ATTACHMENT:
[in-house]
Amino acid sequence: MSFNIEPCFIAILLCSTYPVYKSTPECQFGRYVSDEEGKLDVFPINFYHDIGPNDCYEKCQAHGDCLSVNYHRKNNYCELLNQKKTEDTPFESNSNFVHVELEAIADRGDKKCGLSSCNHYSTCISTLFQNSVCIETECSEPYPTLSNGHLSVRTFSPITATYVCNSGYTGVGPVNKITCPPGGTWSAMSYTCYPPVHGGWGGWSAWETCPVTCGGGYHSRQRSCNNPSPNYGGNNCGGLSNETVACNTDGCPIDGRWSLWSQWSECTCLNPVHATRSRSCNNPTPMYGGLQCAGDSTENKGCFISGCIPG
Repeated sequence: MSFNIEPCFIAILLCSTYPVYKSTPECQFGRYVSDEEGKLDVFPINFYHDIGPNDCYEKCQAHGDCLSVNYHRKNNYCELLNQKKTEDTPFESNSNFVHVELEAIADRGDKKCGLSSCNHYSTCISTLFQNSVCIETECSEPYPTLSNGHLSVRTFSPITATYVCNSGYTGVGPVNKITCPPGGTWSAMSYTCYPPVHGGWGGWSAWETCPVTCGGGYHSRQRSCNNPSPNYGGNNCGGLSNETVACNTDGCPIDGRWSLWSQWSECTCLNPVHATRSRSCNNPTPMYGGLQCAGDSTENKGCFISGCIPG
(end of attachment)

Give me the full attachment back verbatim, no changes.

[in-house]
Amino acid sequence: MSFNIEPCFIAILLCSTYPVYKSTPECQFGRYVSDEEGKLDVFPINFYHDIGPNDCYEKCQAHGDCLSVNYHRKNNYCELLNQKKTEDTPFESNSNFVHVELEAIADRGDKKCGLSSCNHYSTCISTLFQNSVCIETECSEPYPTLSNGHLSVRTFSPITATYVCNSGYTGVGPVNKITCPPGGTWSAMSYTCYPPVHGGWGGWSAWETCPVTCGGGYHSRQRSCNNPSPNYGGNNCGGLSNETVACNTDGCPIDGRWSLWSQWSECTCLNPVHATRSRSCNNPTPMYGGLQCAGDSTENKGCFISGCIPG
Repeated sequence: MSFNIEPCFIAILLCSTYPVYKSTPECQFGRYVSDEEGKLDVFPINFYHDIGPNDCYEKCQAHGDCLSVNYHRKNNYCELLNQKKTEDTPFESNSNFVHVELEAIADRGDKKCGLSSCNHYSTCISTLFQNSVCIETECSEPYPTLSNGHLSVRTFSPITATYVCNSGYTGVGPVNKITCPPGGTWSAMSYTCYPPVHGGWGGWSAWETCPVTCGGGYHSRQRSCNNPSPNYGGNNCGGLSNETVACNTDGCPIDGRWSLWSQWSECTCLNPVHATRSRSCNNPTPMYGGLQCAGDSTENKGCFISGCIPG